The PH won 113 of 222 parliamentary seats, resulting in Malaysia's first electoral transfer of power since independence in 1957.
Fitch affirmed Malaysia's 'A-' rating with a Stable Outlook on 28 March, noting that the election result was unlikely to lead to significant economic policy shift.
The extent to which the new government's agenda will shift major policy is uncertain, but the PH victory and its policy platform indicate a much greater potential for change.
In the meantime, Fitch will monitor the new government's policy agenda as it evolves.
The PH platform includes proposals to roll back tax and subsidy reforms as part of a 100-day fiscal plan.
Notably, Fitch has highlighted policy slippage leading to deterioration in fiscal discipline and higher government debt or deficits as a negative rating sensitivity.
Among the most notable proposals is the replacement of the goods and services tax (GST) - a value-added tax launched in 2015 - with the narrower sales and services tax (SST) that had preceded it.
The GST has become a key source of government revenue, accounting for 18% of total revenue equivalent to just over 3% of GDP in 2017.
By comparison, the SST accounted for only 8% of total revenue and 1.6% of GDP in its last year, 2014.
As such, absent offsetting measures, the replacement of the GST would result in a correspondingly higher deficit.
Another significant element of the PH platform is a proposal to reinstate some of the fuel subsidies that were eliminated in 2015. Fuel subsidies accounted for around 1.7% of GDP in 2014 before they were rationalised, declining to 0.3% in 2015.
Therefore, if fuel subsidies are reinstated they could offset some potential budgetary gains from rising oil and commodity prices.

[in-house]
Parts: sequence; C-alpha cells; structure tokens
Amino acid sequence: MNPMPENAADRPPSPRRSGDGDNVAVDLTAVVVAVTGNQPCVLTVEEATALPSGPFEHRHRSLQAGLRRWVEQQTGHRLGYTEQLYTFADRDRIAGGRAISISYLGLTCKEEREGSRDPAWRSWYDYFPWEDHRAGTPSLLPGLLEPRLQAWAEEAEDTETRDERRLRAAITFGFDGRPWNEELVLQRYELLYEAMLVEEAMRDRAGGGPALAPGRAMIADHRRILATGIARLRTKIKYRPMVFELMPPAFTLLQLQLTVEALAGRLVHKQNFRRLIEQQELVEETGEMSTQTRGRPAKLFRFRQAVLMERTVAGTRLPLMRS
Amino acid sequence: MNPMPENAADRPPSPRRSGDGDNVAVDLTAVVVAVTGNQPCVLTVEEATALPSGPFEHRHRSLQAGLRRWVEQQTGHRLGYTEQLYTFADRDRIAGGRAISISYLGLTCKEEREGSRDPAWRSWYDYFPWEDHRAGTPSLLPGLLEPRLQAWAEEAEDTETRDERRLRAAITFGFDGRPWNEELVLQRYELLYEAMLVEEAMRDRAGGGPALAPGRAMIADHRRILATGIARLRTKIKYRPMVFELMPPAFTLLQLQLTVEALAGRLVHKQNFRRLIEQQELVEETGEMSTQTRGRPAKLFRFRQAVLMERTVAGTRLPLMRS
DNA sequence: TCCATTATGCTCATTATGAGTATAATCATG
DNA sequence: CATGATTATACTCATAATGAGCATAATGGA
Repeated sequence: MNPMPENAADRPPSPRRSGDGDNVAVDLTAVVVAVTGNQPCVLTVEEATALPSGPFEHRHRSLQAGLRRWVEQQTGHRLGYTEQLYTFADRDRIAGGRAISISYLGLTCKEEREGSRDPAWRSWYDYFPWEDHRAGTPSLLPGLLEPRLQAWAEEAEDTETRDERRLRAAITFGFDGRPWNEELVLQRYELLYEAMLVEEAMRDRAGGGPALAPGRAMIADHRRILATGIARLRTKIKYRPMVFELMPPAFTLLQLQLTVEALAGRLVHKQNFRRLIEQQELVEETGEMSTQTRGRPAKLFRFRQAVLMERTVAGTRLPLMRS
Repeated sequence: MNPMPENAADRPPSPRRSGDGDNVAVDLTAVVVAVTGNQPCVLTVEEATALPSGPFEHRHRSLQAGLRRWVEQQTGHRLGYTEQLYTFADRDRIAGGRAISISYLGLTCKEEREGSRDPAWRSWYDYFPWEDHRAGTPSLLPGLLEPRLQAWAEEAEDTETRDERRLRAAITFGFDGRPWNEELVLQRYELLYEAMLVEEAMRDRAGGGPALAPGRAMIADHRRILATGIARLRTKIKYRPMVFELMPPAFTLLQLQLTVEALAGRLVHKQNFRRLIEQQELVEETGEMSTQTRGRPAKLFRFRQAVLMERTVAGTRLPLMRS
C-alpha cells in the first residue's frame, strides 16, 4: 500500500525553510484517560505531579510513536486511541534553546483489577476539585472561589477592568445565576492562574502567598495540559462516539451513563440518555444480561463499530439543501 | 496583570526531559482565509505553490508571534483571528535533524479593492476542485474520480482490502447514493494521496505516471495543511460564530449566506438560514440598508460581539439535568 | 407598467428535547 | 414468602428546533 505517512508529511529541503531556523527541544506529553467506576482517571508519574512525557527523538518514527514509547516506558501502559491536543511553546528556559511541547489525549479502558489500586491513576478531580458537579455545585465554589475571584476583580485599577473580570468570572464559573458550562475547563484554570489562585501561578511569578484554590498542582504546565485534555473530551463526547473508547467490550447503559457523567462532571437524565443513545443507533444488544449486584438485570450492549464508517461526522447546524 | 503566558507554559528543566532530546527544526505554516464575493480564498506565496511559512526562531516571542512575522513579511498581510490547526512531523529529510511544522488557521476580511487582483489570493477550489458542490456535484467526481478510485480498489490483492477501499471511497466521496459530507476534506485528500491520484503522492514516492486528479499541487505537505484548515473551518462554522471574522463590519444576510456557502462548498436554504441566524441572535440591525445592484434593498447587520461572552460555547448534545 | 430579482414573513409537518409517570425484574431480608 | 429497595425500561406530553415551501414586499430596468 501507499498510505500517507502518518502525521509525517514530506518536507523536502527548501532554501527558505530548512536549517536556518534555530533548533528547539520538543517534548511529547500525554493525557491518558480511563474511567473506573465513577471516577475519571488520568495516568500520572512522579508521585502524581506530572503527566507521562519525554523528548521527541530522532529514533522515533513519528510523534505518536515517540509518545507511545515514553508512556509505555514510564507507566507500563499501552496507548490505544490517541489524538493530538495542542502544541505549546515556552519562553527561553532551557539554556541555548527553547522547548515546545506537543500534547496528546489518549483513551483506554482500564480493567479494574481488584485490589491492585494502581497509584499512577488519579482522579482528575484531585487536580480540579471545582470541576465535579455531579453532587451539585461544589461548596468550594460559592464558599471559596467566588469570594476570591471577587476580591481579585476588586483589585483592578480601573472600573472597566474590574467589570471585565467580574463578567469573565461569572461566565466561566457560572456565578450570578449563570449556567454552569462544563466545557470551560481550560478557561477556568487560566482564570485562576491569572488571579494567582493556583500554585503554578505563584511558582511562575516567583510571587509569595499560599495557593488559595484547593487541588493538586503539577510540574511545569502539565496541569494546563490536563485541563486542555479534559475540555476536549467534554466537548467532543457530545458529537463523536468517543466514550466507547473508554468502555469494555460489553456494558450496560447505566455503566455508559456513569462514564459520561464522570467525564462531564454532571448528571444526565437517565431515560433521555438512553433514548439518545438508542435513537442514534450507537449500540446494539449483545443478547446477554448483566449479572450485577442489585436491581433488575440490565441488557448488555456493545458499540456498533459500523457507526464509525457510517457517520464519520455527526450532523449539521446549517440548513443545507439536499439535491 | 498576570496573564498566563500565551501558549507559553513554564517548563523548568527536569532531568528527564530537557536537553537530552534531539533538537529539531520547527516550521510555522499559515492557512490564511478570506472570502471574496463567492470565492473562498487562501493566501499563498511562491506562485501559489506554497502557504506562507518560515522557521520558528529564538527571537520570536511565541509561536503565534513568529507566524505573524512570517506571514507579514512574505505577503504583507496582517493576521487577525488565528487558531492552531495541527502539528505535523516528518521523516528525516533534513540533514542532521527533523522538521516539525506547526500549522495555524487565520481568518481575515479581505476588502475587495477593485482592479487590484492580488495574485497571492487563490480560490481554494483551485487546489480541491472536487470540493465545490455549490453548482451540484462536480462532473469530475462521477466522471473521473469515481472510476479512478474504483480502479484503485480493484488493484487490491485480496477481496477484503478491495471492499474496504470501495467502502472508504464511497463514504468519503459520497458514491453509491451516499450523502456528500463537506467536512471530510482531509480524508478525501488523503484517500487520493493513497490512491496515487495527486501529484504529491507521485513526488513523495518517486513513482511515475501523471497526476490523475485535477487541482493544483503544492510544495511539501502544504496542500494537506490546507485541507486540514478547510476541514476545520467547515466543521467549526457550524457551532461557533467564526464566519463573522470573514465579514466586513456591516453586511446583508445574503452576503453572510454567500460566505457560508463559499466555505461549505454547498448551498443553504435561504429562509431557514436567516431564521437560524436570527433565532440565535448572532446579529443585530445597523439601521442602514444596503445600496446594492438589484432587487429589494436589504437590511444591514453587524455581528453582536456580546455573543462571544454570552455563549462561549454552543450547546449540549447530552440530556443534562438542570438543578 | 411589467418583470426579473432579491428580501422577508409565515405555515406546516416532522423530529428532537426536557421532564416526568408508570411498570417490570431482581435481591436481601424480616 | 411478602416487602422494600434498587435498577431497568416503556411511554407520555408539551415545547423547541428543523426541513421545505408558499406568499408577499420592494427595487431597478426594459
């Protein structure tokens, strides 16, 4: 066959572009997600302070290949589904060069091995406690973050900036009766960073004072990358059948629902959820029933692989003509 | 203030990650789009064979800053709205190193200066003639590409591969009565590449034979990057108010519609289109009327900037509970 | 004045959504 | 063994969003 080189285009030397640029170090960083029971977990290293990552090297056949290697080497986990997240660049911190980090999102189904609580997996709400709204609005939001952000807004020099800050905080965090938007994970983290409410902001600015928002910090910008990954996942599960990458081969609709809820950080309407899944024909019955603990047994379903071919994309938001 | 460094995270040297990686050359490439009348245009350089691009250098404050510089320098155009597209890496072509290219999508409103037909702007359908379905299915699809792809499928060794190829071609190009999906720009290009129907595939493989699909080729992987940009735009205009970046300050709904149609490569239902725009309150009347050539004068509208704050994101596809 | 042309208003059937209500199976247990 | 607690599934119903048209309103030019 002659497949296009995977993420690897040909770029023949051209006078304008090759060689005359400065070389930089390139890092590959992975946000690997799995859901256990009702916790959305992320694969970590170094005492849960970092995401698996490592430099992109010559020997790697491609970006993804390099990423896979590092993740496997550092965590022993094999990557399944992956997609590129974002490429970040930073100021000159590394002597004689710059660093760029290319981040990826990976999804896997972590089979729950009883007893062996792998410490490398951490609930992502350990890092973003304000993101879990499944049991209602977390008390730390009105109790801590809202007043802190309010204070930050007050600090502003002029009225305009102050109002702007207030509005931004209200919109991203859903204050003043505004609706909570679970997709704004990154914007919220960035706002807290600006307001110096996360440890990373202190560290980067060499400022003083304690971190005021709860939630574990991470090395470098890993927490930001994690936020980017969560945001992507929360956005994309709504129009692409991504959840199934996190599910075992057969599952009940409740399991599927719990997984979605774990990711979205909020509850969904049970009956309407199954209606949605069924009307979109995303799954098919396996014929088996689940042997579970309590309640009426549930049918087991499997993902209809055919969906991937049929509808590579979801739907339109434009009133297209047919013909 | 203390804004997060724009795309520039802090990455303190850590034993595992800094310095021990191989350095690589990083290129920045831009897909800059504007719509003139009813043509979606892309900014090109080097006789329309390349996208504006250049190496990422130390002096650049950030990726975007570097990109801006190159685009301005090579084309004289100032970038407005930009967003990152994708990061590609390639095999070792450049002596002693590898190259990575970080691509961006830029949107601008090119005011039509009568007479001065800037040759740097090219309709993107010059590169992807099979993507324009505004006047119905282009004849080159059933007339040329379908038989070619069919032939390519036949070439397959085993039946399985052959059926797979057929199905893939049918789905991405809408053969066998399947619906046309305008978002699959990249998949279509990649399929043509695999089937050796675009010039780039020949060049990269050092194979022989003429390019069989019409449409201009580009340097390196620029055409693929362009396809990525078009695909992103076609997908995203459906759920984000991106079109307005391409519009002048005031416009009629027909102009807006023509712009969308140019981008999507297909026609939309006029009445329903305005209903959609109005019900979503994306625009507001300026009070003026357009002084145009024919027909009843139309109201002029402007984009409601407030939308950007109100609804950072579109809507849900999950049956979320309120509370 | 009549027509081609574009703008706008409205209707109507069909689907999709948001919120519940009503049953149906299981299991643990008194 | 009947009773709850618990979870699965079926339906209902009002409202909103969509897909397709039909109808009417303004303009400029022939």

Other notable PH platform policies include a review of government contingent liabilities and a Royal Commission of Inquiry to investigate recent corruption scandals.
Reviewing contingent liabilities could limit the build-up of risks to broader public finances over the long term, though at the expense of creating some headwinds for domestic demand and growth.
An inquiry into scandals could improve governance indicators over time, mitigating a key rating constraint for Malaysia.
Malaysia's growth momentum remains strong and is a key factor underpinning its rating. We continue to forecast for average growth to exceed the 'A' median, though policy uncertainty and resulting market volatility may lead to some short-term headwinds.
Malaysia's credit has also benefited from improving external and fiscal accounts in recent years, while lower per capita income, social development and governance have acted as ratings constraints.
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